There has been some amount of work done on a low dose approach for chemotherapy, sometimes called "metronomic" dosing. It seems that while toxicity is clearly dose dependent, and lower doses mean lower toxicity, the sensitization of the body's own defense systems may mean smaller doses of chemotherapy may pack a bigger punch that one would expect. Here is a case where less may be more. Low dose administration of fludarabine is also less likely to make your refractory to the drug down the road, compared to full dose. Think about it, if one uses full dose fludarabine, and kills each and every cell that is sensitive to this drug, the very cells that survive and multiply are going to be the ones that can resist fludarabine. The simple fact of killing sensitive cells breeds for the resistant cells, where chemotherapy is concerned. This has been shown in case after case with a variety of chemotherapy drugs. Some people seem to develop resistance to Rituxan as well, and we do not yet know exactly why this happens. Perhaps after the first series of Rituxan therapy, these patients have developed a clonal population which has much higher levels of the complement inhibitory markers such as CD55 and CD59 we discussed above. In a few cases, there is reason to suspect that CD20 expression has been significantly down regulated - the marker that Rituxan looks for is not there any more, or expressed as but a faint shadow of its former glory. Equally interesting, while some patients do develop resistance to Rituxan, some patients go the other way, responding much better to Rituxan the second time around. It is as if their bodies have become sensitized to the monoclonal and kick into high gear when they see it again the second time around. There is a lot we have yet to learn, and a lot we can improve upon, in the way this important monoclonal works for B-cell cancers.

If indeed fludarabine helps to down regulate the inhibitory proteins such as CD55 and CD59 that prevent cell kill by Rituxan based therapy, the million dollar question is how much fludarabine does one need to get this effect going? Is a smaller dose of fludarabine enough to serve as the enabling drug that makes Rituxan more effective, without getting in the way by suppressing the very immune system that we are counting on to kill the cells tagged by the Rituxan? 
Yes, I too wish there are good solid clinical trials and their results, to compare and contrast full strength RF with RF Lite. May be there will be some in the future. But for those of you who are having a hard time deciding between R alone versus full strength RF, here is a possible middle ground, RF Lite, that you may wish to discuss with your oncologists. A possible "protocol" would be the standard once a week for 4 weeks infusion of standard dose of 375 mg/m2 Rituxan, plus low dose oral fludarabine for the duration of the Rituxan therapy. How low is low? That depends on you, the level of your disease, and your oncologist's interpretation of what constitutes a low dose. There is little disagreement on what is full strength fludarabine is, that is pretty well established by now in many studies.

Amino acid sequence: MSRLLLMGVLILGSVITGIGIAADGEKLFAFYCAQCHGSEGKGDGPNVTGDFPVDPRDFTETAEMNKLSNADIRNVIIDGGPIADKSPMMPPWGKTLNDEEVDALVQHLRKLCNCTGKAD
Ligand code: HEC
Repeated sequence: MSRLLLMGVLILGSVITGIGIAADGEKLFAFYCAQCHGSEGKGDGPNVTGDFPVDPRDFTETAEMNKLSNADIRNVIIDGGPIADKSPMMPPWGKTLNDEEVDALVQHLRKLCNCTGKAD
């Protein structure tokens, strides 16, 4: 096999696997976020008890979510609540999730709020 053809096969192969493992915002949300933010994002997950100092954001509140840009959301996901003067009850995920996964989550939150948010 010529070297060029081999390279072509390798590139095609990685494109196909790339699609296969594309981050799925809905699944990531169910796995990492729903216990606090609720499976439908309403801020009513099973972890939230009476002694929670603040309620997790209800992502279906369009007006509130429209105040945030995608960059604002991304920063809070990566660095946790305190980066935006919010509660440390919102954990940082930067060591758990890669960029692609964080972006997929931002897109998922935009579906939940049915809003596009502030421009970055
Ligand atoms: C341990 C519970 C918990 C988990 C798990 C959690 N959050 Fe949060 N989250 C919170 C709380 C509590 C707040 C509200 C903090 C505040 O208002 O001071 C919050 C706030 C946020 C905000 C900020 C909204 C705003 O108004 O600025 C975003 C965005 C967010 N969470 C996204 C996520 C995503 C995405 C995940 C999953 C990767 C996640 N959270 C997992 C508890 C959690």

This is a time of changing paradigms. Prior to immunotherapy with monoclonals like Rituxan, W&W was the right choice, wait till the last minute, then hit the CLL with big guns. Who cares if your immune system got progressively weaker as you waited, you are not counting on it to do much anyway once therapy started. Ten years or so from now, I predict we would have shifted entirely to the new paradigm, CLL will be treated as soon as it is diagnosed, with targeted and perhaps custom designed monoclonals and/or vaccines, that help your own immune system get rid of the cancer, no fuss, no muss, no risk. Right now we are in the uncomfortable in-between period, when it may not be smart to wait too long, and yet the monoclonals are not all the way there in desired efficacy, at least for a significant percentage of the patients. "RF Lite" may the Goldilocks choice for some of us. 

Many oncologists would consider what I am proposing to be nothing short of heresy. Patients do not define the parameters of their own therapy and come up with their own clinical protocols. I should be burned at the stake. But once the intellectual pique is set aside, what exactly is so wrong with what I am suggesting? If the choice is a toss-up between Rituxan alone on the one hand and Rituxan plus full strength fludarabine on the other, what is so wrong with splitting the difference? Going for Rituxan plus low dose fludarabine might buy you the oomph you need, while controlling the risk of toxicity. 

If any of you actually discuss this option with your doctors, do remember the rest of us out here, we would very much like to know how it plays out. Remember my friends, we are all our brothers' keepers where this fight is concerned, there is a blood bond between us that transcends individual differences.